Person-Centered (Rogerian)

Person-centered therapy, also sometimes called Rogerian therapy or client-centered therapy, was first developed by Carl Rogers in the 1940s. Person-centered therapy borrows from humanistic approaches and is based on Rogers’ belief that all people are fundamentally good and have the ability to fulfill their potential. In person-centered therapy, clients will typically take more of a lead in sessions, with the therapist acting as a compassionate, non-judgmental facilitator. The idea is that, in the process, the client will steer their own journey of self-discovery and will find their own solutions. Think this approach might work for you? Reach out to one of TherapyDen’s person-centered therapy experts today.

Meet the specialists

Person-Centered theory is all about a way of being towards you. It is grounded in the desire to show respect and care for you as a person. Carl Rogers (founder of Person-Centered theory) coined an idea known as Unconditional Positive Regard. The goal of my actions as your counselor is to show a deep value, care, and respect, for you. I want to create a space that says, “I honor you and hold no judgment for any piece of you.” A space where you can safely become the best version of yourself.

— Jacob Santhouse, Licensed Professional Clinical Counselor in Nampa, ID

I believe you to be the expert of your experience with all the seeds inside you necessary for you to become the person you wish. The pace and style of our work is tailored to you uniquely. I follow your lead on our journey, while acting as ally and guide to keep us the path to the goals you have identified.

— Jennifer Alt, Licensed Marriage & Family Therapist

I believe the relationship is everything in therapy! Carl Rogers understood this best, and his work is a masterclass in demonstrating the magic of the therapeutic relationship.

— Elle Bernfeld, Licensed Clinical Social Worker in Brooklyn, NY

I believe that each person is the best authority on themselves. With a person centered approach, the client is the most important person in the therapeutic relationship and plays a major role in guiding the therapeutic relationship and the therapeutic process. By partnering with my clients and giving them the ability to get to know themselves, they are able to make genuine connections with themselves which extends to more genuine connections with others.

— Jacob Butler, Counselor in Lawton, OK

I believe that the most important thing you can do for a client is to be there for them and develop a special connection, which helps facilitate growth and change.

— Cheryl Cantrell, Licensed Professional Counselor in , SC

Treating you with unconditional positive regard and meeting you where you are at emotionally.

— Michelle Salzman, Counselor in Irving, TX

Therapy would not exist without the relationship between therapist and client. Carl Rogers believed in exhibiting positive regard to all those who sat in front of him. The client is the expert on their own story.

— Michelle North, Licensed Marriage & Family Therapist in Encinitas, CA

When we meet, I start building the therapeutic relationship with clients by asking questions and discussing how they see themselves and their situation. I may have ideas for a plan to help them meet their goals, but what's most important is to meet them where they are and stay focused on their priorities and expectations. I'm continuously doing my best to reflect and check my own biases to ensure I remain nonjudgmental in my interactions with my clients.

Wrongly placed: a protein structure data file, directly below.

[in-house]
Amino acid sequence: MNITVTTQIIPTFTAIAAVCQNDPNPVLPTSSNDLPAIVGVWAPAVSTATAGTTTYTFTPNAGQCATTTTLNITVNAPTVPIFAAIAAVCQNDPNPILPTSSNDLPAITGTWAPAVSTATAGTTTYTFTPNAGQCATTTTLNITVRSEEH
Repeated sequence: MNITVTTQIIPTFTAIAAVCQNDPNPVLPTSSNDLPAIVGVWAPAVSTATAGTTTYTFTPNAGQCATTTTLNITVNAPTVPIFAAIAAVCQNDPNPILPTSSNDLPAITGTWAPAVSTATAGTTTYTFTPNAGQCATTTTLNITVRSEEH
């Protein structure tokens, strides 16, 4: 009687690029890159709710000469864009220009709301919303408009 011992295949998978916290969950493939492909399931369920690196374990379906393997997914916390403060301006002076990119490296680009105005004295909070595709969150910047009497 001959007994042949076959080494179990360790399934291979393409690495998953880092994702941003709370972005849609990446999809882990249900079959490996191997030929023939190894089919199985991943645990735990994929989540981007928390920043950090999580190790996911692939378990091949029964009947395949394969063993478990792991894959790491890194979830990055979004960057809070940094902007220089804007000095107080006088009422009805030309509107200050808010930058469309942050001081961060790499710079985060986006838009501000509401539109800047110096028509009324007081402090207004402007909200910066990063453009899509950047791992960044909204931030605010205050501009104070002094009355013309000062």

— Kayce Hodos, Counselor in Wake Forest, NC

This all begins (for my clients) in-session with Person-Centered (Rogerian) therapy, because arguably no other modality is better at establishing the beginning (and cultivating) what we refer to as the therapeutic alliance (relationship). Most in this field will agree that without the therapeutic rapport there is no real counseling taking place, and without it the client would basically be wasting their time on that couch.

— Dennis Smith, Licensed Professional Counselor Intern in Las Vegas, NV

Treating you with unconditional positive regard and meeting you where you are at emotionally. A space where you can safely become the best version of yourself.

— Nicole Moberg, Therapist in Saint Peter, MN

An emphatic approach that empowers and motivates the client in the therapeutic process. Rather than viewing people as inherently flawed, with problematic behaviors and thoughts that require treatment, person-centered therapy identifies that each person has the capacity and desire for personal growth and change.

— Jennifer Harvey, Licensed Clinical Social Worker in Livonia, MI

My core beliefs of what it is to understand and connect with another individual is based on seeking to see the good, to understand their deepest desires, to empathize with their struggles, and to be with them. To have unconditional positive regard towards another human being is to accept without judgement, to identify with their struggles, and to value them as they are with no stipulations. I strive to understand and interact with my clients in this way.

— Miriam Porat, Counselor in Madison, WI

I use Person-Centered therapy as my foundation as I believe you are the expert of your life and I am here to be your support. I'll help you iron out the wrinkles so that you can better able to understand yourself and meet your goals of therapy.

— Misty Gibson, Licensed Mental Health Counselor in Tacoma, WA